Wednesday, January 20, 2021

US seeks to expand access to Covid-19 vaccines as rollout delays

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The US federal government will release more doses of Covid-19 that had been kept in reserve and intends to reduce the allocation of jabs to states that did not administer them quickly enough, as it attempts to overcome them. a slow start to distribution.

Alex Azar, secretary of health and social services, accused some states to be ‘authoritarian’ and micromanage the distribution, and urged them to open up vaccination to all people over 65 and with underlying illnesses that make them vulnerable to Covid-19, as the news recommends US Centers for Disease Control and Prevention guidelines.

So far, more than 25 million doses have been distributed nationwide but only 9 million have been administered, according to CDC data. The new distribution stage will see injections administered at mass vaccination sites and at retail pharmacies.

Mr Azar said it made “sense” to give more vaccine to states that use it. The allocation system would start in two weeks to give states time to prepare, he added. Allocations would also be based in part on the population over 65 in each state.

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“Every dose of vaccine that is in a warehouse, rather than going into an arm, could mean one more life lost, or one more busy hospital bed,” Azar said at a report. Press.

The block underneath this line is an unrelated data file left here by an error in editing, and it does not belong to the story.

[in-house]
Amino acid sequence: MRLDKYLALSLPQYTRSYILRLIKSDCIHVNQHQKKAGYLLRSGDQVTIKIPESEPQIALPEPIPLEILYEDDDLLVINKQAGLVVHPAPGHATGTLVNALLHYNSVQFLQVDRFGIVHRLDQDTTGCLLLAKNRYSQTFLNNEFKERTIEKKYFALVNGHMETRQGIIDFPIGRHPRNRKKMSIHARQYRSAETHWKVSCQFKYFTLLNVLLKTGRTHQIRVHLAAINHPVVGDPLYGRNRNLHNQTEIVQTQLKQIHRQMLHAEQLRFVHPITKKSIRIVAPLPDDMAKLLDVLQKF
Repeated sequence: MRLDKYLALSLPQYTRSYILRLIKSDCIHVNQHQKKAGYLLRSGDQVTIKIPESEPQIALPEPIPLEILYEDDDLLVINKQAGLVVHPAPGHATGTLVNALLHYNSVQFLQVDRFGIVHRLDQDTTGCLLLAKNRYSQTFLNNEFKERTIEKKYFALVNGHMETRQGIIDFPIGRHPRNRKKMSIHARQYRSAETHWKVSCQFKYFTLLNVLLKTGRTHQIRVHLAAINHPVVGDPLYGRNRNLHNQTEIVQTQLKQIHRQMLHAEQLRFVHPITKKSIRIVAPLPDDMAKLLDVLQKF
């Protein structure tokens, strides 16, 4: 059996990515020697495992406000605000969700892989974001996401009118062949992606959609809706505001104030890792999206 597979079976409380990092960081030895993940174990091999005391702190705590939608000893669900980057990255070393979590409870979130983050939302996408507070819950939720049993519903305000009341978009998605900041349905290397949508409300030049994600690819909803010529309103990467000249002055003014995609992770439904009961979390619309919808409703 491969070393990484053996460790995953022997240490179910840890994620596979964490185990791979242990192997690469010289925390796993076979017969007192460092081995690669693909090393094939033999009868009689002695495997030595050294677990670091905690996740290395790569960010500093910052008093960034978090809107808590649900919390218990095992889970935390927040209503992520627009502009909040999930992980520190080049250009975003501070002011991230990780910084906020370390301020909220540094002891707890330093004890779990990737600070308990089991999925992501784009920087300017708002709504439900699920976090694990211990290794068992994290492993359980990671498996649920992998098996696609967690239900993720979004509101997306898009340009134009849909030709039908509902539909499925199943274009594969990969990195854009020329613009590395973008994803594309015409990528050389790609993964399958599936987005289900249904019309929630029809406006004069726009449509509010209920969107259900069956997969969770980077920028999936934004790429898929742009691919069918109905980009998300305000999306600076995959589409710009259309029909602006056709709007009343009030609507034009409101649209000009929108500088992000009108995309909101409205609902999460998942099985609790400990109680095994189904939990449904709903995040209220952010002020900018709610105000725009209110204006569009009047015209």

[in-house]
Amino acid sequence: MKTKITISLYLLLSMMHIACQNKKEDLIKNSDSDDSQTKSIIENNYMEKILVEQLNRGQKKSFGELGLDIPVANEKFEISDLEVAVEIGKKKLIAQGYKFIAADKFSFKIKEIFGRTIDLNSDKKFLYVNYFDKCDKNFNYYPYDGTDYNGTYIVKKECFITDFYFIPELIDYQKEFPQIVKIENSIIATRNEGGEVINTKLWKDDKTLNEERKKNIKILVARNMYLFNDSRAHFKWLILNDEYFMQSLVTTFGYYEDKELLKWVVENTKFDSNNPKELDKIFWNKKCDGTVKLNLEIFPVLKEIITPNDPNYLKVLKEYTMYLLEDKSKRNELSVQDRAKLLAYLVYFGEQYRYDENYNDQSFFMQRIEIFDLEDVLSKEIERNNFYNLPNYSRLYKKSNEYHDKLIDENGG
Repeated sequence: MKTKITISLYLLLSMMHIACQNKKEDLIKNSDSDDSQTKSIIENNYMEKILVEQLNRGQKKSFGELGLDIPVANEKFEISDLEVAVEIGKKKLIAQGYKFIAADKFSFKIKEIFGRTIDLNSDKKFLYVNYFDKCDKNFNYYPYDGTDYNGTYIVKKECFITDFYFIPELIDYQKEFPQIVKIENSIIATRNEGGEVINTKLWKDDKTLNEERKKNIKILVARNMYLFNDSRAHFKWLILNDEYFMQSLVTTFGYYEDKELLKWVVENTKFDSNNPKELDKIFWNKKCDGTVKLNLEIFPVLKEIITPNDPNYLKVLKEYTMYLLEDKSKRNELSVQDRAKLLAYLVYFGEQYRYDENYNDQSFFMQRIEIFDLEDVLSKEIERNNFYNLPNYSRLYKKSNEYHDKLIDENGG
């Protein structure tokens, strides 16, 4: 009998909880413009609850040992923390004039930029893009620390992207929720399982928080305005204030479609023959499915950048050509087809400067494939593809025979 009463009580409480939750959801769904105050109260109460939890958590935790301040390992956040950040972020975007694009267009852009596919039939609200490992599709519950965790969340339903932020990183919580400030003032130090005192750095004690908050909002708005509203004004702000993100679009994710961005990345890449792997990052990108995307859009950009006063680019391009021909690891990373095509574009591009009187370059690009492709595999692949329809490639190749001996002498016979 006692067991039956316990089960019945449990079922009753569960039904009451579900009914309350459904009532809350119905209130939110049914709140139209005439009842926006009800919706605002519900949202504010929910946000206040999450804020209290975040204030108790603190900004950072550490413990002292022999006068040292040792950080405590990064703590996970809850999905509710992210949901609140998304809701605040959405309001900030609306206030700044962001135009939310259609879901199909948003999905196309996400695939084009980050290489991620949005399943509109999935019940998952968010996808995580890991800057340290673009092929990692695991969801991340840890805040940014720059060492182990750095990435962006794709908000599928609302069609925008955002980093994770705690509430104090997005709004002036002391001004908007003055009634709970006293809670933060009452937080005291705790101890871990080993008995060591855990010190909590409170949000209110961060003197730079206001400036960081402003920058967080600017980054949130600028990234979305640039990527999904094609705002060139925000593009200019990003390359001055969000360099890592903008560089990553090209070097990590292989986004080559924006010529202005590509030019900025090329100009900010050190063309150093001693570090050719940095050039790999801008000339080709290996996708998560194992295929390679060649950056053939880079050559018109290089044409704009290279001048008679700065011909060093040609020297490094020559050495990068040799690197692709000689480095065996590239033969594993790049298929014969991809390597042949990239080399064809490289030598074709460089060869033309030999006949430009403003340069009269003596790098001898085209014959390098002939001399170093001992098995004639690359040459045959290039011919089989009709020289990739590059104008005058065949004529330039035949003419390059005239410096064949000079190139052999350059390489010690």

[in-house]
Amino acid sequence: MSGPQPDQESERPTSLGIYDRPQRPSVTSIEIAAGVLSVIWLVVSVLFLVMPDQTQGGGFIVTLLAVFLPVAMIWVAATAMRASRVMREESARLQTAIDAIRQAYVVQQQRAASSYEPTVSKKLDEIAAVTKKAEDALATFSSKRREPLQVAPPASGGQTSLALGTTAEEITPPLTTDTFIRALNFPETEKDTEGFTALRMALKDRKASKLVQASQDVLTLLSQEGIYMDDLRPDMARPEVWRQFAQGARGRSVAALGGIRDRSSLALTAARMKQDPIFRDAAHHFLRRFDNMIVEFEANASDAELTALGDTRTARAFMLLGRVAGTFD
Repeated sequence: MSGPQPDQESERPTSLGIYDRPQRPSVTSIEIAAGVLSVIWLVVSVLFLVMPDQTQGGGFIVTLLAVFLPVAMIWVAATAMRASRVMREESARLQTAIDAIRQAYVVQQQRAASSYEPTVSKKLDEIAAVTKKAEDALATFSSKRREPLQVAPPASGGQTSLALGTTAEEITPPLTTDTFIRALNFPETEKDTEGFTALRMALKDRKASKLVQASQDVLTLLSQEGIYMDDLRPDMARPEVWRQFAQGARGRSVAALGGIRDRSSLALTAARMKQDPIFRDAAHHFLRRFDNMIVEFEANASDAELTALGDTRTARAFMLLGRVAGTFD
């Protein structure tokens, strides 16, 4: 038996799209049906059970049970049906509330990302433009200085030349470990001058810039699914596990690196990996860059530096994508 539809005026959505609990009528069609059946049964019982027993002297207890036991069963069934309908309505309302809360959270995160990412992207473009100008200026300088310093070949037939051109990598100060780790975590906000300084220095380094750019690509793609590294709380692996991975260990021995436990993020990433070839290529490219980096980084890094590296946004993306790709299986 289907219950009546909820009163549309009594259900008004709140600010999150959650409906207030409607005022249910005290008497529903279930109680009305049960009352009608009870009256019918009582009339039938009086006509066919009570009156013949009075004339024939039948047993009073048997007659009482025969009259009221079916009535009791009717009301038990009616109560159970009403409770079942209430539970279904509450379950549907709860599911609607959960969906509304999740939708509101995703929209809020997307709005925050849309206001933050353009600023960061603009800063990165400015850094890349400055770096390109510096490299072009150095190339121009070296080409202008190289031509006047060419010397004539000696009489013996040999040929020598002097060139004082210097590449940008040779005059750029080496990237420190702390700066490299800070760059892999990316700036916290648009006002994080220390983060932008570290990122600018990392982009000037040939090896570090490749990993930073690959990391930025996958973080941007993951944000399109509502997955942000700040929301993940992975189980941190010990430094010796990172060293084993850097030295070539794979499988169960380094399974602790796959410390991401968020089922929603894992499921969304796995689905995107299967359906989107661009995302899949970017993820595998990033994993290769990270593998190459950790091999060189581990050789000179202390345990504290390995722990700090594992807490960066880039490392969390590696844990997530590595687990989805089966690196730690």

This decision comes as hospitalizations due to Covid-19 are reaching daily records, with a particularly intense crisis in Southern california. Nearly 370,000 people have died in the United States from Covid-19, according to data from the Covid Tracking Project.

The CDC’s guidelines for prioritization of vaccinations follow a similar approach to that of Florida, where anyone over 65 is allowed to be vaccinated on a “first come, first served” basis. The policy has led some older people to have to wait long periods of time to be vaccinated.

In accordance with CDC guidelines, New York will now allow people over 65, alongside younger immunocompromised, to receive a Covid-19 vaccine.

The move would mean at least 7 million New Yorkers would be eligible for vaccinations, Governor Andrew Cuomo said on Tuesday. As of Monday, 579,532 people in New York City had received their first doses of the Covid-19 vaccine, according to the CDC.

The US government is also releasing more doses that had been kept in reserve to ensure people get their second injection, after President-elect Joe Biden’s team pledged to release vaccine stocks once he takes his shots. functions.

But unlike the UK, the United States plans to provide enough doses to meet the original immunization schedules. Mr Azar warned that leaving a longer interval between doses would be “unwise”.

Operation Warp Speed ​​- the task force set up to accelerate the development and distribution of Covid-19 vaccines – is confident that it will have sufficient supplies from manufacturers.

He said he had had extensive cooperation with Moderna and now enjoys greater visibility and confidence in the production capabilities of Pfizer, which is developing its vaccine with its German partner BioNTech.

Mr Azar also urged vulnerable people who test positive for Covid-19 to pressure their doctors for antibody treatments, echoing concerns raised by Regeneron, a biotechnology company that is developing a cocktail of antibodies, on Monday.

“We have products on the shelves that can help keep people out of the hospital,” he says. “It’s just as unacceptable as vaccines on the shelves.”

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